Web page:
Back to a Ketogenic Diet Thanks to Naysayers

Last week, while listening to an episode of The Survival Podcast, I experienced something that surprised me.  I felt irrationally triggered by a naysayer, and as a result, I’m committing to get my health back on track by following a well-formulated ketogenic food plan.

What Triggered Me?

I was listening to “EXPERT COUNCIL Q&A FOR 9-1-17” (episode 2077 of The Survival Podcast).  Around 36:25 into the podcast, Jack announced a question for Gary Collins on the differences between ketogenic and paleo diets.  Given Collins’ passion for primal and paleo lifestyles, I was definitely not expecting what I heard next.

His tone of voice was dismissive, and he almost seemed to mock folks who follow a ketogenic meal plan. He defined a ketogenic diet by saying,  “A ketogenic diet is a high-fat diet which is usually 80-85% of your calories are consumed in fat, roughly 5% or zero in carbohydrates and the remainder in protein.”

Setting his definition aside for the moment, I kept listening.  He went on to say ketogenic diets are only “good for a two to three week window”, they’re “trendy”, and they’re used for weight loss when people are “going on vacation in Hawaii and want to look good in a bathing suit”.

One of my favorite quotes was, “I know a lot of these yahoos teach you can ketogenic diet long term.  Trust me.  It doesn’t work and it’s not worth it because think about it.  That’s a lot of fat!”

Who are the “yahoos”? Jimmy Moore and others? And why is eating a lot of fat a problem? I guess it all comes down to Collins’ idea of how people eat while following a ketogenic approach.  According to him, “Most of these people their breakfast is a stick of butter you know melted and cooking two eggs in it.” He goes on to desribe “a half a stick of butter in a cup of coffee” and “a lot of bone broth” as the foundation for a ketogenic diet.

He also claims that going keto means that you’re missing out on anti-oxidants, fiber in the form of vegetables, and the real kicker — carbohydrates.  “You do need carbohydrates somewhat.  You can’t just eliminate them long-term forever.  It doesn’t work unless you come from a different ethnic background such as the Inuit or the Eskimos who lived on high fat content because they have very little vegetation and a very short growing season.”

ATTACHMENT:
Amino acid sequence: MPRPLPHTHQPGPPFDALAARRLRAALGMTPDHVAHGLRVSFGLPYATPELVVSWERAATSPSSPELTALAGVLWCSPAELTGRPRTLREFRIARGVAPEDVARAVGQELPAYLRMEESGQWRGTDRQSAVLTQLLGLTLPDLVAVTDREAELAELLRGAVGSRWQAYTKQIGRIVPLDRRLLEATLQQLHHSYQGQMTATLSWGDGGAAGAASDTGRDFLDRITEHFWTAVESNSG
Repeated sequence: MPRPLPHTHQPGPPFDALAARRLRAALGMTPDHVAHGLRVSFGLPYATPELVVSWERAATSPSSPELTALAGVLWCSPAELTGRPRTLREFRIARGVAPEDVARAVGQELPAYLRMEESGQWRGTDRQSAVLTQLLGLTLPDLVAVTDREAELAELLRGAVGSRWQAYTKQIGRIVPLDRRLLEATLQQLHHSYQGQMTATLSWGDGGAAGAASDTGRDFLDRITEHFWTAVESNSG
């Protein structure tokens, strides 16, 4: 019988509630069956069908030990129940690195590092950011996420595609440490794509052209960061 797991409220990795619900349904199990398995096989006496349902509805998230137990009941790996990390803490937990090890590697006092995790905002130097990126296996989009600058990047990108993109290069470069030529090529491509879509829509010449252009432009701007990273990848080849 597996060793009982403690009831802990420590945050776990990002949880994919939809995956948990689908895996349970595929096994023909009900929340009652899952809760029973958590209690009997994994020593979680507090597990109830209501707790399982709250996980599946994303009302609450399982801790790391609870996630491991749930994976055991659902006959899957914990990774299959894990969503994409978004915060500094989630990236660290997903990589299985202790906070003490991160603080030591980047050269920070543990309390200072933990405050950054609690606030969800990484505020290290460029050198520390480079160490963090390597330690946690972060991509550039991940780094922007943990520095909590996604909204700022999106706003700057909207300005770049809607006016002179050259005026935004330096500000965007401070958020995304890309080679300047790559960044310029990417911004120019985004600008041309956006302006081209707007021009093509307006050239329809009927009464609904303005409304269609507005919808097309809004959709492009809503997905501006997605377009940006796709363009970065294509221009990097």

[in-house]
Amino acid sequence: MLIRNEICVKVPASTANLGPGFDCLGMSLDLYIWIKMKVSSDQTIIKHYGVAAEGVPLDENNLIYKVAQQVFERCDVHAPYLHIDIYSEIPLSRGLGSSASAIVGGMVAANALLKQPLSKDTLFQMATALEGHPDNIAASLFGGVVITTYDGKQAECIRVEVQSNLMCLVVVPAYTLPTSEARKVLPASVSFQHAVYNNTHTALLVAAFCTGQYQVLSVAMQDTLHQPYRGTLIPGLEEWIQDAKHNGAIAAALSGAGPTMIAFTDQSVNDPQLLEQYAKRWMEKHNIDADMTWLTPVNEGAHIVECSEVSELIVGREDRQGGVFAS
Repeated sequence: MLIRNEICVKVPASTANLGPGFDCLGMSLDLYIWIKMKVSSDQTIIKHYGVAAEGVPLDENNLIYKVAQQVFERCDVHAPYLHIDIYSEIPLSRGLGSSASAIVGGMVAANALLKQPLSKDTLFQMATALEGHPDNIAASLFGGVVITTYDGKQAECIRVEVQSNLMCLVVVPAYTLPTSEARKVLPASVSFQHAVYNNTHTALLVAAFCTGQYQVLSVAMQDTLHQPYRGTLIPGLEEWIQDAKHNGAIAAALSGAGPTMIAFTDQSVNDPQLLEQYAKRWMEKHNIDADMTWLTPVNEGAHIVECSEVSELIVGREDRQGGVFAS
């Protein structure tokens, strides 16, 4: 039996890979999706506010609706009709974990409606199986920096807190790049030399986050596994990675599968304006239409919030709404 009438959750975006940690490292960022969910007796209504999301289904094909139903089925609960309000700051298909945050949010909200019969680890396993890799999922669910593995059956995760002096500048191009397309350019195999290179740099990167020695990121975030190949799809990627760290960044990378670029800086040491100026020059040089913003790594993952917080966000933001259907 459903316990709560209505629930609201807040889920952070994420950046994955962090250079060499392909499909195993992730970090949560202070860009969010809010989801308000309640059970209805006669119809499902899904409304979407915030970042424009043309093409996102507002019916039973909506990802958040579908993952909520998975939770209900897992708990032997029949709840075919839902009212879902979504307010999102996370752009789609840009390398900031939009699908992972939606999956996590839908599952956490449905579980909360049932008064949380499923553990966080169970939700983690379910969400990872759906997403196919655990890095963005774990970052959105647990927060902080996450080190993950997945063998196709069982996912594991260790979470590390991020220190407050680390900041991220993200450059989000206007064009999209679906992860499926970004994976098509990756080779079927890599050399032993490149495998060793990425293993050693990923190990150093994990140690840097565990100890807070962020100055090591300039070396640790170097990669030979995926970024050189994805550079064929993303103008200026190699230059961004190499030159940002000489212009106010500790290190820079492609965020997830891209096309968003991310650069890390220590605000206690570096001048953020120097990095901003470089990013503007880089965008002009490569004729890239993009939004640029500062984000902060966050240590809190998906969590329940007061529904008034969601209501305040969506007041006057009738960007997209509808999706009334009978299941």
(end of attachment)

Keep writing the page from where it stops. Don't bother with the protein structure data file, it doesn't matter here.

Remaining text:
His overall recommendation was to “do paleo” and then “experiment with keto in between”.  Then he wrapped up his answer by explaining why fat is good but too much fat will make you fat.  I was stunned!

My Rebuttal

Collins’ understanding of what constitutes a ketogenic diet is fundamentally flawed and he uses a number of logical fallacies to convince his listeners that keto has no merit long term.  What’s more, he doesn’t even really address the listener’s question.  I expected to hear comparing and contrasting talking points, and what I heard instead were ad hominem, evasion, and false analogy arguments that left me entirely unimpressed.

So what did he get wrong? First, and most importantly, the majority of folks who follow a well formulated keto plan do not eat zero carbs as a lifestyle choice.  Are there folks out there who’re living on nothing but bone broth, eggs, butter and coffee? There might actually be, but if those folks do exist, they’re certainly the exception and not the rule.  Pointing those folks out as an example of keto perfection is misleading at best.

He also gets the underlying science wrong when it comes to chemistry and metabolism.  His opinions seem based on old dogma rather than current data and real world experiences.

Lastly, he uses name-calling to set himself apart from others who’re doing fantastic work in a space that isn’t yet mainstream.  It seems to me that falling into an us against them mentality only serves to make Gary look bad instead of spreading the message of primal/paleo living.

What’s Next for Me?

Over the past few months, I’ve been thinking seriously about bariatric surgery.  That doesn’t mean I’d given up on low-carb or keto; it just meant I thought I needed yet another tool in my toolbox to take control of my health again.

Then I heard Gary’s segment on TSP.  I decided that I was going to write a formulated rebuttal on the episode’s webpage.  I made sure I had all my ducks in a row first though by having plenty of resources to cite.  In gathering those resources, I had an epiphany.  In all my years of low-carb eating, I have never achieved long term nutritional ketosis, and as a result, I experienced a lot of the challenges that can be so discouraging.  Surely I owed it to myself to give it a try, and that’s what I’ve decided to do.

I’m actually really excited, and I’ll be sharing my journey here on my blog.  I’m feeling optimistic, encouraged, and empowered, and I haven’t felt that way regarding my health since medication side effects damaged my kidneys.  I’ve lost a lot of ground since then, but I’m ready to take it back!

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